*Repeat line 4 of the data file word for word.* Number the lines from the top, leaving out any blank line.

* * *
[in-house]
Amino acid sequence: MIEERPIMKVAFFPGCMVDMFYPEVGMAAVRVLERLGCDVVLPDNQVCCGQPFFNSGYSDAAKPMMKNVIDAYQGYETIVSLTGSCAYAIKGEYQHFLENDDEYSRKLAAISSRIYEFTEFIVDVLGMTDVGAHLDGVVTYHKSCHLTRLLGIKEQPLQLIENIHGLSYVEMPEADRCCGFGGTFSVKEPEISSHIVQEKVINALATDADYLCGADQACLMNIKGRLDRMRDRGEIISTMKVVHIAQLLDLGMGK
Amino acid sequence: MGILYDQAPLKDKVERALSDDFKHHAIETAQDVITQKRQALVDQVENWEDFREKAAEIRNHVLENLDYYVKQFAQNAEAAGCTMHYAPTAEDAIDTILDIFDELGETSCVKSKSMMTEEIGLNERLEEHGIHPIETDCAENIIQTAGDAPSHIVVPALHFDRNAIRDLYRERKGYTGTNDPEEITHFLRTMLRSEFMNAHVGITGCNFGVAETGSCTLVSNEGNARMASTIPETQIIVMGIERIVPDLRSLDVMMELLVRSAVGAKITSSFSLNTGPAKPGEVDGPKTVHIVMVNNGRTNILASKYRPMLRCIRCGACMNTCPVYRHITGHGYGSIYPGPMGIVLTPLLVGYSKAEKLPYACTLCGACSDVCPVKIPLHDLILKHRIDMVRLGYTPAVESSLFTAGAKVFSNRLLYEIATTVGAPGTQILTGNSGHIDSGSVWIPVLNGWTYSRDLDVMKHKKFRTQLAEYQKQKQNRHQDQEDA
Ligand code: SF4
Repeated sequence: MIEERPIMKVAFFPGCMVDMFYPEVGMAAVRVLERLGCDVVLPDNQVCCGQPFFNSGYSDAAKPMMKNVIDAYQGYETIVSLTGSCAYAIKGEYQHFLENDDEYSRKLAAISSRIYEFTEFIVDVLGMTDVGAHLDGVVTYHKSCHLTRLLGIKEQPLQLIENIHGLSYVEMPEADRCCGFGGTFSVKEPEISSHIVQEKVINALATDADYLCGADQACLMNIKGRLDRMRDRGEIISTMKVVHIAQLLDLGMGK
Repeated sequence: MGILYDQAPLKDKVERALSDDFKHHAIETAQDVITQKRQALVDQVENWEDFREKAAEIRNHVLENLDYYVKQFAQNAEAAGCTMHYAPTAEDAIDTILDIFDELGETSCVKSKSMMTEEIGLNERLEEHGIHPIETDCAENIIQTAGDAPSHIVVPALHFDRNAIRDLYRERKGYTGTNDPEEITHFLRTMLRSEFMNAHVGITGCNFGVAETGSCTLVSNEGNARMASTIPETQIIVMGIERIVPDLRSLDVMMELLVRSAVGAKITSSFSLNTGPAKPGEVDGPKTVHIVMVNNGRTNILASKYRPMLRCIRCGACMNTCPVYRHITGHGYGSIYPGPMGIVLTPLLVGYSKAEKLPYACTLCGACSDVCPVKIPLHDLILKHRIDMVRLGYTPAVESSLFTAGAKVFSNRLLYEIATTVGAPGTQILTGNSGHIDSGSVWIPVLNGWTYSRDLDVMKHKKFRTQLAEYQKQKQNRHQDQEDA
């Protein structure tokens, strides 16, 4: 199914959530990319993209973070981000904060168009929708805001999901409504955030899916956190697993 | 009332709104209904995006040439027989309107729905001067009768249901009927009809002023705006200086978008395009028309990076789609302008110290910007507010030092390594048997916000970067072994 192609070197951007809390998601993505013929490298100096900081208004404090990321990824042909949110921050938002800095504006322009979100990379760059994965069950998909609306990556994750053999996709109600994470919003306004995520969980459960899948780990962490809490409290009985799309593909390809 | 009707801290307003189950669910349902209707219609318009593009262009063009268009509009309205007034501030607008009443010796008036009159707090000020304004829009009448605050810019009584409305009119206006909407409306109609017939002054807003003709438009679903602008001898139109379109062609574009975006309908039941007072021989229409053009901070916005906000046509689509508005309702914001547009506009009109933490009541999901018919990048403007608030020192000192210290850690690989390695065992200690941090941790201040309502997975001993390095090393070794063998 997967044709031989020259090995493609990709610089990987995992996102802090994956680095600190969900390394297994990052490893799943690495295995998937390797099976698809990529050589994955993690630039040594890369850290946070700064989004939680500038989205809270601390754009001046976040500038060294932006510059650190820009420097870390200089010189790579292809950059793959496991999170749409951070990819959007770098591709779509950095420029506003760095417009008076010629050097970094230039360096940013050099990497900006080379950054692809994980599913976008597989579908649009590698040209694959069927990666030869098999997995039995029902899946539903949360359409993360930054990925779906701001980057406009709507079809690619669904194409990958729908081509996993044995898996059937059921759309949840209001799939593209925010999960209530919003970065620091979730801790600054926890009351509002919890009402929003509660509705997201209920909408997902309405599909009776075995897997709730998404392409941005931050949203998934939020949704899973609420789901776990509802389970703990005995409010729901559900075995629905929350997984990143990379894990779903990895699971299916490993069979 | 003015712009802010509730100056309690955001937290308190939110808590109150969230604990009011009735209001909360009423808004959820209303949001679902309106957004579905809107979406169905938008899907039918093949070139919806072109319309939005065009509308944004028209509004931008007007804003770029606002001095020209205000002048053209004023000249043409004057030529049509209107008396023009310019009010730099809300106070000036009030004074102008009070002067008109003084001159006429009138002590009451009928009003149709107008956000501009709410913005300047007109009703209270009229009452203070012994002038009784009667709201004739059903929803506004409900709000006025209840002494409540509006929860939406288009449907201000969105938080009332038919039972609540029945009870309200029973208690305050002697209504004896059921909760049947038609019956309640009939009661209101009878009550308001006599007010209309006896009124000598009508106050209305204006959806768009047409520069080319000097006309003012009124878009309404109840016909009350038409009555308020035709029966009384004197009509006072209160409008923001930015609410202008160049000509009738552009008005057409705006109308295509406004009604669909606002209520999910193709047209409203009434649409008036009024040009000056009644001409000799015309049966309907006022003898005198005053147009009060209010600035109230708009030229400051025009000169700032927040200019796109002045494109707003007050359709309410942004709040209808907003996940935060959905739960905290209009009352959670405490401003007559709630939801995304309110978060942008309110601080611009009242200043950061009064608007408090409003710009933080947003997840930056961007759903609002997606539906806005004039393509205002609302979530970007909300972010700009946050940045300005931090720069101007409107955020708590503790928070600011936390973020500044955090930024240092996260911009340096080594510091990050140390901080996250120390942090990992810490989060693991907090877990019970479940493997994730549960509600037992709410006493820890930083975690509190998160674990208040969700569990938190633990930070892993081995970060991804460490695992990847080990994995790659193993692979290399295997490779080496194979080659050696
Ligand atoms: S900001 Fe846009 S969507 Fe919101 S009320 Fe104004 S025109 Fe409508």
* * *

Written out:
Ligand code: SF4